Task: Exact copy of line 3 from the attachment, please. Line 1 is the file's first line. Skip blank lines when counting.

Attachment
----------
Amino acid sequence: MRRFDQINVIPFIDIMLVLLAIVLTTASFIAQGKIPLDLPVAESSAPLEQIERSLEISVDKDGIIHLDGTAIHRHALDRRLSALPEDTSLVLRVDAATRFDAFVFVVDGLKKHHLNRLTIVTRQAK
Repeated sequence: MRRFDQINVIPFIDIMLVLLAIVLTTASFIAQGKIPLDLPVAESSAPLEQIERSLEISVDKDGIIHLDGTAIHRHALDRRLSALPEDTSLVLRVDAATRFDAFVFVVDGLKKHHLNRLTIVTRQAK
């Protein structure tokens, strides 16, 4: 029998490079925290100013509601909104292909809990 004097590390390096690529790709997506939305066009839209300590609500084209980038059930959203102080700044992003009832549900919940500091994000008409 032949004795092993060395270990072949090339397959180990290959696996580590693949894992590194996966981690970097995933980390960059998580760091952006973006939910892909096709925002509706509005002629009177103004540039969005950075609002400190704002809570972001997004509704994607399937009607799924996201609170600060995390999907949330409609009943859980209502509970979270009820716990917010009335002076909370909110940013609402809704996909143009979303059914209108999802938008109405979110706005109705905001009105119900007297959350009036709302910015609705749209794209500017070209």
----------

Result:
């Protein structure tokens, strides 16, 4: 029998490079925290100013509601909104292909809990 004097590390390096690529790709997506939305066009839209300590609500084209980038059930959203102080700044992003009832549900919940500091994000008409 032949004795092993060395270990072949090339397959180990290959696996580590693949894992590194996966981690970097995933980390960059998580760091952006973006939910892909096709925002509706509005002629009177103004540039969005950075609002400190704002809570972001997004509704994607399937009607799924996201609170600060995390999907949330409609009943859980209502509970979270009820716990917010009335002076909370909110940013609402809704996909143009979303059914209108999802938008109405979110706005109705905001009105119900007297959350009036709302910015609705749209794209500017070209």